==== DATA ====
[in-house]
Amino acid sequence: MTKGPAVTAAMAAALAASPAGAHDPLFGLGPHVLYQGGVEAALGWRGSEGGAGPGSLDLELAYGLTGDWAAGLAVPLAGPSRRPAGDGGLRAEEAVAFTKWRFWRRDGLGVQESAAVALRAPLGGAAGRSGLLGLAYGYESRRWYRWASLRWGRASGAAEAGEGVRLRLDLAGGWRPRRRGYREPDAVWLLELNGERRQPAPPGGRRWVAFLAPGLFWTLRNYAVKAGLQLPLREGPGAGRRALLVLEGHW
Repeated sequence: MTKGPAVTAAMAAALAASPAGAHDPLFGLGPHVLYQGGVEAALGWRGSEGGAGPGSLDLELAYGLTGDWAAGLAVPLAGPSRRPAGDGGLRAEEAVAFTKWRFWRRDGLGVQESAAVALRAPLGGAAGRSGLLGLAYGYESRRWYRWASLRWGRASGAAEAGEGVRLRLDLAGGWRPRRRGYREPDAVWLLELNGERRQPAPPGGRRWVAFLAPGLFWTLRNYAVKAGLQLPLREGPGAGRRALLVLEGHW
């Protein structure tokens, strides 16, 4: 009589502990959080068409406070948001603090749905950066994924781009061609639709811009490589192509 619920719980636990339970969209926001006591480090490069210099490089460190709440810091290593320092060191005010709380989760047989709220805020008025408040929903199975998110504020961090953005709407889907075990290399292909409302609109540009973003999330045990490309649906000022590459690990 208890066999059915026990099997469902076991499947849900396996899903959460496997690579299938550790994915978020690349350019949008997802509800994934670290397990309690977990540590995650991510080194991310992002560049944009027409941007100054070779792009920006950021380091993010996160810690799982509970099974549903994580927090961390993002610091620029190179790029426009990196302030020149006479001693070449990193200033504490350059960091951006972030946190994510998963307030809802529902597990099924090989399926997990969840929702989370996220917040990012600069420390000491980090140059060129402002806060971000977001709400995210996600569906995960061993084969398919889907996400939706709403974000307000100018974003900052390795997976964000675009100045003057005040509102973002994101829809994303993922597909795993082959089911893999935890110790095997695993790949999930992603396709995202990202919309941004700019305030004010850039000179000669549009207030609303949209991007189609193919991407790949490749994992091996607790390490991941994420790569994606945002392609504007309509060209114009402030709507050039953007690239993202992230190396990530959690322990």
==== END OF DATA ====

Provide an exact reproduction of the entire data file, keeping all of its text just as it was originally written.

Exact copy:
[in-house]
Amino acid sequence: MTKGPAVTAAMAAALAASPAGAHDPLFGLGPHVLYQGGVEAALGWRGSEGGAGPGSLDLELAYGLTGDWAAGLAVPLAGPSRRPAGDGGLRAEEAVAFTKWRFWRRDGLGVQESAAVALRAPLGGAAGRSGLLGLAYGYESRRWYRWASLRWGRASGAAEAGEGVRLRLDLAGGWRPRRRGYREPDAVWLLELNGERRQPAPPGGRRWVAFLAPGLFWTLRNYAVKAGLQLPLREGPGAGRRALLVLEGHW
Repeated sequence: MTKGPAVTAAMAAALAASPAGAHDPLFGLGPHVLYQGGVEAALGWRGSEGGAGPGSLDLELAYGLTGDWAAGLAVPLAGPSRRPAGDGGLRAEEAVAFTKWRFWRRDGLGVQESAAVALRAPLGGAAGRSGLLGLAYGYESRRWYRWASLRWGRASGAAEAGEGVRLRLDLAGGWRPRRRGYREPDAVWLLELNGERRQPAPPGGRRWVAFLAPGLFWTLRNYAVKAGLQLPLREGPGAGRRALLVLEGHW
């Protein structure tokens, strides 16, 4: 009589502990959080068409406070948001603090749905950066994924781009061609639709811009490589192509 619920719980636990339970969209926001006591480090490069210099490089460190709440810091290593320092060191005010709380989760047989709220805020008025408040929903199975998110504020961090953005709407889907075990290399292909409302609109540009973003999330045990490309649906000022590459690990 208890066999059915026990099997469902076991499947849900396996899903959460496997690579299938550790994915978020690349350019949008997802509800994934670290397990309690977990540590995650991510080194991310992002560049944009027409941007100054070779792009920006950021380091993010996160810690799982509970099974549903994580927090961390993002610091620029190179790029426009990196302030020149006479001693070449990193200033504490350059960091951006972030946190994510998963307030809802529902597990099924090989399926997990969840929702989370996220917040990012600069420390000491980090140059060129402002806060971000977001709400995210996600569906995960061993084969398919889907996400939706709403974000307000100018974003900052390795997976964000675009100045003057005040509102973002994101829809994303993922597909795993082959089911893999935890110790095997695993790949999930992603396709995202990202919309941004700019305030004010850039000179000669549009207030609303949209991007189609193919991407790949490749994992091996607790390490991941994420790569994606945002392609504007309509060209114009402030709507050039953007690239993202992230190396990530959690322990």